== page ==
Pets die. It’s inevitable, but when it actually happens, it’s heart wrenching. Especially when you have kids.
We have two dogs who are getting on in years and we accept that they won’t be with us forever. But our skinny pig Ernie was only ten months old, so when he died suddenly it was a shock.
I was sitting next to his cage when it happened. He suddenly began convulsing in his cage, and was paralyzed and helpless in a matter of minutes. I knew when I picked him up and held him, his head tilted and nuzzled lifelessly into my neck, that he was leaving us. That’s the hardest part about having a pet—they are completely dependent on us for their survival. So when they get sick or hurt or god forbid die, it’s devastating.
After losing their grandmother only a few months earlier, my children were already afraid to death of death. My son is still having a tough time accepting that his grandmother is really gone and won’t be coming back. And only now is Avery starting to verbalize her feelings of loss, which are deep and earnest and heartbreaking.
Sebastian was with me when Ernie died. He saw too much before my husband quickly escorted him and Avery out of the room. Thankfully Avery, my youngest, didn’t see anything and has no idea about what happened. The next morning I told her Ernie’s cage was out getting cleaned. She didn’t ask where Ernie was, but she will. And what will I say then?
I suppose some people would suggest I tell her the truth. But I can’t. Not now. So I plan to lie. I’m going to tell her that our “turn” with Ernie is over and he had to move on to another family. In this case a lie is best. I know it.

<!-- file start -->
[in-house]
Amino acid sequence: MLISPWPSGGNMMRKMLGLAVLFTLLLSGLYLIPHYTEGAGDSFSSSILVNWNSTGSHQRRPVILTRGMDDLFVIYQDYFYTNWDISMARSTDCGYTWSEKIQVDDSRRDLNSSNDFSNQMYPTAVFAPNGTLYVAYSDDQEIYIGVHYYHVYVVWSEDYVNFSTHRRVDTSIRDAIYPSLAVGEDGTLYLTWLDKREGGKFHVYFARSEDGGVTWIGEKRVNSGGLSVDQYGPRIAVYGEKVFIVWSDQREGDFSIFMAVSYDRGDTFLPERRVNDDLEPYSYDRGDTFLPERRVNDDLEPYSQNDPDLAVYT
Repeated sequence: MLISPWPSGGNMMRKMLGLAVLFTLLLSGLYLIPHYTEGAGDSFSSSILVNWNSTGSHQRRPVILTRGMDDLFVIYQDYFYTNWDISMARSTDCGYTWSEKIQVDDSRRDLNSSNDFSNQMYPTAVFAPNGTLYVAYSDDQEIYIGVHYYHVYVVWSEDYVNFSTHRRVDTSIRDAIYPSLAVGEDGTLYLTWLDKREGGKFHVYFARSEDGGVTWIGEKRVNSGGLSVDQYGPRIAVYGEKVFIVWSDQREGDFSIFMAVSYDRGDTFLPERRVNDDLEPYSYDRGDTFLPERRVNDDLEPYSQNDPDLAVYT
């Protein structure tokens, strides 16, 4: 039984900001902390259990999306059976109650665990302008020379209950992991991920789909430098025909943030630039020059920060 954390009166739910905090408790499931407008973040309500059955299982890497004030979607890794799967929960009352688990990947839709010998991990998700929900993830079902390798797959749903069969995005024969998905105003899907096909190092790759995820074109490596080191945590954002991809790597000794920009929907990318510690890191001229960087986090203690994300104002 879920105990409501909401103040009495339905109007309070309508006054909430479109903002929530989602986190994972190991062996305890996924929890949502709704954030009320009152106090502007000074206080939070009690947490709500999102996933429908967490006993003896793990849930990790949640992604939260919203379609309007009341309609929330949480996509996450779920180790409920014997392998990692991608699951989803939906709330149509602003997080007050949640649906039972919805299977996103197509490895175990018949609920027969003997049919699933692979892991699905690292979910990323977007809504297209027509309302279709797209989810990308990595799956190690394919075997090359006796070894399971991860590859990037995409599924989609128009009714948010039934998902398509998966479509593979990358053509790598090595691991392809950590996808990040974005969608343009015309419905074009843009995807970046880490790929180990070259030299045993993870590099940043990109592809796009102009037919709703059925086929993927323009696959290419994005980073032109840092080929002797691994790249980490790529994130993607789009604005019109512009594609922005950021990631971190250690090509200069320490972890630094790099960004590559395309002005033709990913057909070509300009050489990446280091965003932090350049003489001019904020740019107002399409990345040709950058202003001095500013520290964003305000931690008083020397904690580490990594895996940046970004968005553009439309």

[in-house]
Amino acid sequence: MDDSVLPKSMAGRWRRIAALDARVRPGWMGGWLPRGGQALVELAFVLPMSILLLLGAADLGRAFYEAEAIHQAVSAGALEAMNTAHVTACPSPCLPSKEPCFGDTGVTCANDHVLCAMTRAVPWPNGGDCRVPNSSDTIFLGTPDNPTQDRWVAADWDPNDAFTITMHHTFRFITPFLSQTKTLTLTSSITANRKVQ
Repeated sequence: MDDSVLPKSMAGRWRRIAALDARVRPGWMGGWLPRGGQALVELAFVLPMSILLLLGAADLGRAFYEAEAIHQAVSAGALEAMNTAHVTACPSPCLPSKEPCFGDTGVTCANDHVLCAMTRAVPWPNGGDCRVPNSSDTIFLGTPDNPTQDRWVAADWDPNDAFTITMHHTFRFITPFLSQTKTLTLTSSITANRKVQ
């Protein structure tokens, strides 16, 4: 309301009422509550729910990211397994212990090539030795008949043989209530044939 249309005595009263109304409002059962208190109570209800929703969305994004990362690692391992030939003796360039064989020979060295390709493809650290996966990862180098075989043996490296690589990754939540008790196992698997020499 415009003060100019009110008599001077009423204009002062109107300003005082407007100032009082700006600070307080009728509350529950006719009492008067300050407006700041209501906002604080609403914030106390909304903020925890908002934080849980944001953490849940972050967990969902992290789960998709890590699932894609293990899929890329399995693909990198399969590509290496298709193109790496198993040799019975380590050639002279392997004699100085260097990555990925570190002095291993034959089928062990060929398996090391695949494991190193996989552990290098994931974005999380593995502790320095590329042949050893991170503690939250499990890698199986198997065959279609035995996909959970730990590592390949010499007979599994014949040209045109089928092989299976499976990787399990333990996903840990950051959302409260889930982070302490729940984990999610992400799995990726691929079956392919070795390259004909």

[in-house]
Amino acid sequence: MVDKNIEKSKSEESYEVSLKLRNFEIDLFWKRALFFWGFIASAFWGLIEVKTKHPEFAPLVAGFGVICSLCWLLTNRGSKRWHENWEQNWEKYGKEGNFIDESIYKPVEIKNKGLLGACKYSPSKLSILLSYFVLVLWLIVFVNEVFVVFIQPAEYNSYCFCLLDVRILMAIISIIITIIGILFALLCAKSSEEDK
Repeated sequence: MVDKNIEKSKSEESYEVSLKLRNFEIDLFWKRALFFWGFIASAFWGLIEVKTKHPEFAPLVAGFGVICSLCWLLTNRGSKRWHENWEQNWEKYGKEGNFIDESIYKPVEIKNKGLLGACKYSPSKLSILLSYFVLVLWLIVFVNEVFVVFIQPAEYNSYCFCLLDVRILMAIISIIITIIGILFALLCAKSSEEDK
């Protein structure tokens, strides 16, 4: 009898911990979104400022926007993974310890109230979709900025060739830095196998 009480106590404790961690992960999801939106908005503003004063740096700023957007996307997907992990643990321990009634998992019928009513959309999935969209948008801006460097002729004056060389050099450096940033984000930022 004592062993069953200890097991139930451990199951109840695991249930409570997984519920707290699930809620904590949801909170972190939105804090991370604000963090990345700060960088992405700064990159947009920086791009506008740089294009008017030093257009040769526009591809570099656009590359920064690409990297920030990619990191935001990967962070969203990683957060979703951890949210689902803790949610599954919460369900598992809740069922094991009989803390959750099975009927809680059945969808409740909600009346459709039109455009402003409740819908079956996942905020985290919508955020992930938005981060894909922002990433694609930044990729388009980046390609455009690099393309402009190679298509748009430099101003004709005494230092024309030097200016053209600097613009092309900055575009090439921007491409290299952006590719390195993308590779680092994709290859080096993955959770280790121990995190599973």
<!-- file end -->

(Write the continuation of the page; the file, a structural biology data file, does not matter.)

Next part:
So what do you actually do physically when a guinea pig dies? If you loved him like we did, you wrap him carefully in a fuzzy sock monkey blanket and tuck him inside a Kleenex box. Then you head off on foot through your neighbourhood carrying a suspicious bag and a shovel. When a neighbour stops you to ask what the heck you’re doing, you explain that you’re going to the pond in the park to bury your pet while trying not to cry.
I found a perfect spot near the pond under a birch tree—not an easy task while watching over your shoulder for pychos in the dark and swatting away the voracious bugs attacking you like a piece of mom meat.
I feel bad for the man who rode his bike past along the trail beside my dig site. He startled me so naturally I screamed. This is funny to me now because he screamed too. I suppose I did look creepy on my knees in the dirt in the dark digging, and crying, and reassuring a Kleenex box that everything would be okay.
It’s harder than you’d think to dig a hole under a tree.
There are a lot of roots to contend with. I worried the hole wouldn’t be deep enough, and I’m afraid to go back for fear of finding the grave desecrated by some carnivorous animal. (I did go back a week later and found an empty hole. I know it’s the circle of life and everything but… sad).
Ernie was initially my son’s pet, but he quickly became my little buddy too. My son’s room was too cold this winter so we moved Ernie to my kitchen office and his cage was pressed up snug against my desk. He became my officemate and I referred to him fondly as my “paper shredder.” I admit to babying him and to chatting with him off an on all day long. I took him outside with me so he could graze on the grass in the sun during my coffee breaks.
The dogs came too and they watched over him like two fierce-ish protectors. Some of you may be rolling your eyes, but those who have loved a pet understand the lengths we go to care for the animals who share our home.
We miss you Ernie and we’re sorry this happened to you. You were deeply loved. Sebastian hopes that you are with Grandie right now. I hope you are too.